From the white page to the silver screen: Medill alumna Andrea Bartz’s novel may be adapted into Netflix movie


Graphic by Angeli Mittal

Andrea Bartz’s (Medill ’08) recent bestselling novel, “We Were Never Here,” is set to be adapted into a Netflix film produced by Molly Sims and Greg Berlanti (Communication ’94).

Diego Ramos Bechara, Web Editor

When writing a new novel, Andrea Bartz (Medill ’08) always starts by developing the book’s hook. Though she may have no idea how the book will begin or end, she knows the hook will drive readers to turn to the next page and keep them engaged, so developing it is key.

So far, that method has proven effective for Bartz, whose recent New York Times bestselling book “We Were Never Here,” was picked up by Netflix for a potential film adaptation produced by Molly Sims and Greg Berlanti (Communication ’94). 

Bartz said she relies on the “headlights in the dark” approach when crafting a narrative, meaning she doesn’t plan scenes ahead of time. Rather, she simply writes, letting scenes develop and evolve organically. 

“I don’t know where the story is going, just like if you’re on a windy road, you don’t know where it’s going to take you in the dark, but I have these headlights and so I can see just the next curve as I’m about to hit it,” Bartz said. “As I’m finishing a scene, I start to have ideas about what’s next, just as I’m about to get to the point where I need it.” 

Intrigued by the idea of exploring deep fears and vulnerabilities she’s always had, Bartz said she gravitates toward suspense thrillers. Turning her fears into a narrative is a way for her to not only think more proactively about herself but also the world around her. 

“We Were Never Here,” a murder mystery involving two best friends, tackles themes of friendship, trust and loss and also explores fears many women face like the dangers of sexual assault. 

Confronting these fears through writing is something Bartz said she finds cathartic, especially when overcoming those fears by finishing her novels and bringing those themes full circle. 

“These topics have a lot of emotional weight for me because there’s a lot of fear surrounding them and fear surrounding talking about them,” Bartz said. “I love writing novels that have some deeper, darker — and perhaps unlikable and (not) fun — themes to read and issues at its heart.”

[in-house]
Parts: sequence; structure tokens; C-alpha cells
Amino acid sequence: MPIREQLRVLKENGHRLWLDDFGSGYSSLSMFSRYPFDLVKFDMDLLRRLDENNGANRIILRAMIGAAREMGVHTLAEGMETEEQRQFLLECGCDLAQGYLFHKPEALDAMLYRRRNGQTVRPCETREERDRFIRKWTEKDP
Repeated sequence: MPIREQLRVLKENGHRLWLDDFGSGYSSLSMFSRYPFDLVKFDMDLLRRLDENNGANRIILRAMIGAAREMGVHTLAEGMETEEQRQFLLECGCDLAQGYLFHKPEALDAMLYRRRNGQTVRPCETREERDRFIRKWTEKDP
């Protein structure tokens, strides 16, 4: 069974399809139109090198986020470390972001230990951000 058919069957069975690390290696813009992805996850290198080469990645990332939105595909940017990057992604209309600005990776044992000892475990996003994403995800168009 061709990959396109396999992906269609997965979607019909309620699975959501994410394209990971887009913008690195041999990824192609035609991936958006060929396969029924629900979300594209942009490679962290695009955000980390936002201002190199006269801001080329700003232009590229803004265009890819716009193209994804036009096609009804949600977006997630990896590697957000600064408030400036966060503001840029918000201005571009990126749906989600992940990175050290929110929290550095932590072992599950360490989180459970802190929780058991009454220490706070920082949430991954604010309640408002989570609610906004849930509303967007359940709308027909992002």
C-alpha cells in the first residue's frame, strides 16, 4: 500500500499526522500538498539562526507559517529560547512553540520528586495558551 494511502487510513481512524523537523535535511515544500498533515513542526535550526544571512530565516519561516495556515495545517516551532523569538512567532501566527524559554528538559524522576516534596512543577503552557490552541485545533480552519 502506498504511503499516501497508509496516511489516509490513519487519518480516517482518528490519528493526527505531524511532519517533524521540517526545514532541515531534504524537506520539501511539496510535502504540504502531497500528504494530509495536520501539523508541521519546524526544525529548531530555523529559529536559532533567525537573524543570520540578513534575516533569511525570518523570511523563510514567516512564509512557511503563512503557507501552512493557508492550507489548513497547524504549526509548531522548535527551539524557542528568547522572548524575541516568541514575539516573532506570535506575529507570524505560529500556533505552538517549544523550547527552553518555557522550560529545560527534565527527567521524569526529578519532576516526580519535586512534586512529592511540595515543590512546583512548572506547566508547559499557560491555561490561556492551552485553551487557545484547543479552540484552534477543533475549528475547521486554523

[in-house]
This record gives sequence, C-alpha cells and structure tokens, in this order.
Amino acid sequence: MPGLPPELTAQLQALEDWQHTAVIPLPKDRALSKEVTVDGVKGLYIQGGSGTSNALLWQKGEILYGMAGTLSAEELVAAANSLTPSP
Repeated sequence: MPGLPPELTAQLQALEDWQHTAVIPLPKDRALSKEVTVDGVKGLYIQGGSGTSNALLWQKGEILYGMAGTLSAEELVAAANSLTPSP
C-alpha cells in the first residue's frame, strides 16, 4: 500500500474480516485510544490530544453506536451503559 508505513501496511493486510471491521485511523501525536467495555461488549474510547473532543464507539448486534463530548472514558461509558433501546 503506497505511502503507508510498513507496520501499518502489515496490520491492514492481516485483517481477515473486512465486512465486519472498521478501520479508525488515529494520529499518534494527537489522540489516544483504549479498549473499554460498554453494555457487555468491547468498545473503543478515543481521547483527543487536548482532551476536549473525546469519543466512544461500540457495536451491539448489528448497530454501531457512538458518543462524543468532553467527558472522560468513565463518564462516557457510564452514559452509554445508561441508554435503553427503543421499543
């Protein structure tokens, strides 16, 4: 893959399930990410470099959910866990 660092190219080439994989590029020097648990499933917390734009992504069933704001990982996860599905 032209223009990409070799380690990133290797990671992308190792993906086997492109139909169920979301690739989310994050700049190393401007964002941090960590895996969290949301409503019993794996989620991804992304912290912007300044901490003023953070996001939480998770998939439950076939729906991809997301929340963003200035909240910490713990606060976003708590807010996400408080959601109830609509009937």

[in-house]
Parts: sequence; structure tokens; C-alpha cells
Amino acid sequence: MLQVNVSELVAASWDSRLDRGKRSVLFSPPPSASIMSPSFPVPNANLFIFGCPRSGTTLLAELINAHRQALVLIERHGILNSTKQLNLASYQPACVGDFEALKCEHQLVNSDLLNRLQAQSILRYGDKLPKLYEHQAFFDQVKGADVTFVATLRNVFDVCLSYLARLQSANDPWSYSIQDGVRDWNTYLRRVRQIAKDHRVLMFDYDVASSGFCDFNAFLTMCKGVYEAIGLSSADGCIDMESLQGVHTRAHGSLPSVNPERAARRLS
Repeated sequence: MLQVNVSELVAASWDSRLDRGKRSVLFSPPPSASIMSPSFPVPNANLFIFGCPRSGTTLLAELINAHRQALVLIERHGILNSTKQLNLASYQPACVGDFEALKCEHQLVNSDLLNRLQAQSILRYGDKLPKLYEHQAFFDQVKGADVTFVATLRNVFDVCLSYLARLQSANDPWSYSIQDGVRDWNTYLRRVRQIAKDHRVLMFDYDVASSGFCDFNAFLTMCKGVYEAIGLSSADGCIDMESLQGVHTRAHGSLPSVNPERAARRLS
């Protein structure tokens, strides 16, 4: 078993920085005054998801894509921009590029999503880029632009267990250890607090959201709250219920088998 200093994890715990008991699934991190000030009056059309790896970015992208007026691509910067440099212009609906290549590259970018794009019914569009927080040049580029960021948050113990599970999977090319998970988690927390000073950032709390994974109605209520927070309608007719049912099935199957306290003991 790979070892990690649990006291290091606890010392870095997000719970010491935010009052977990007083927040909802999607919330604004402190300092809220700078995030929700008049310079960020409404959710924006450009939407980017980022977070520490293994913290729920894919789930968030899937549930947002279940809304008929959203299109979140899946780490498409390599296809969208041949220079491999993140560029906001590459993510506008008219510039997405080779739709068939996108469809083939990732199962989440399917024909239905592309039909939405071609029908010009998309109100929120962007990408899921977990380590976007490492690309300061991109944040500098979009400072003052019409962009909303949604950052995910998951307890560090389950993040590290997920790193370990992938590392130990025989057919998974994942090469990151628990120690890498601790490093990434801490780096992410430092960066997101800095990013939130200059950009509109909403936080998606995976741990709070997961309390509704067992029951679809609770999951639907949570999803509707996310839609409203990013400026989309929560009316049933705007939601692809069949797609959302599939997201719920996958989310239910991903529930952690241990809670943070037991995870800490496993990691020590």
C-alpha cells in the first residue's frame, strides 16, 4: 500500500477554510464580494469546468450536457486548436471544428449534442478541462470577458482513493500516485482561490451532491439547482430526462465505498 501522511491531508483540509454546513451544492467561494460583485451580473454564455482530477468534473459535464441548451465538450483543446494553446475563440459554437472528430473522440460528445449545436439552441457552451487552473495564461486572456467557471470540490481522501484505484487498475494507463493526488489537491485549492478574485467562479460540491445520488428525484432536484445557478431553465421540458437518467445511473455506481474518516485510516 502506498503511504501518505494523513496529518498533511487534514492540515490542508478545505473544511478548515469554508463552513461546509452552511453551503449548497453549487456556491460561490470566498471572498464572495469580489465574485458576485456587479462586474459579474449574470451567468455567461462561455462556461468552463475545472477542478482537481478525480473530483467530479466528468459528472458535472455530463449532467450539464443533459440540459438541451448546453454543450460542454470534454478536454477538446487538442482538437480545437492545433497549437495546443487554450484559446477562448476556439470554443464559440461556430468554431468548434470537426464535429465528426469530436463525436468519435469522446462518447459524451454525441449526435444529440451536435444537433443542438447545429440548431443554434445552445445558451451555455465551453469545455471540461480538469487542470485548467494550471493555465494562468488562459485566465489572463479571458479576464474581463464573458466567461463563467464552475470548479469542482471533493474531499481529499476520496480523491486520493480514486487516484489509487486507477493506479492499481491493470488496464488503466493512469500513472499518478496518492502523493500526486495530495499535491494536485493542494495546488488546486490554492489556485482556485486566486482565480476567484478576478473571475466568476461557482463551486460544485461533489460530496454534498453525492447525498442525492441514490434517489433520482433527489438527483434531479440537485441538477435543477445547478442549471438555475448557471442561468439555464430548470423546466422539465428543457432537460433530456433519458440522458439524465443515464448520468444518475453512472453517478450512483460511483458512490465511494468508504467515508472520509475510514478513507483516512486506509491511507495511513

The book makes references to campus, as the main characters befriended each other as undergraduates at NU. As an alumna, Bartz said her time at the Medill School of Journalism, Media, Integrated Marketing Communications and her professors and mentors who helped chart her “Northwestern direction” were essential after graduation.

Jennifer Armstrong (Medill ’96), a freelance writer and Bartz’s mentor, said the most commendable thing about Bartz is her tenacity.

“She put in the work so that she was ready when ‘luck’ came her way, which I think is key to most authors’ successes,” Armstrong said. “She kept going no matter what, and is constantly getting even better at what she does.” 

Medill Prof. Patti Wolter, who taught and regularly keeps in touch with Bartz, attributed her success in the publishing industry to her magazine editing skills, a field she worked at for years after graduating from Medill. 

“Anyone in my classes knows that I teach a lot about ‘magazine think,’ which is about framing stories in unique ways for audiences,” Wolter said. “Any time you can play with how your story is framed, and where it’s being centered, helps work a muscle that will lend itself to the kind of creativity that writing a novel demands.” 

Bartz can’t reveal too much about the adaptation itself, as it’s still in its very early stages, but she did hint at what’s next for her. 

She’s working on her fourth novel, set to release sometime in 2023, which will tackle “complex relationships between high-powered women.” This new novel will deal more with the consequences of romantic relationships as opposed to platonic ones. 

Bartz implores NU students to take advantage of the speaker series and cultural immersion events that the University hosts for free. 

“Though it’s important to party and enjoy your friends, remember that NU is a hub that breeds culture,” Bartz said. “There are amazing speakers, panels and cultural events right at your fingertips so go out and enjoy them, because this is the last time any of this will be directly offered to you for free.” 

Email: [email protected] 

Twitter: @D_Ramos42

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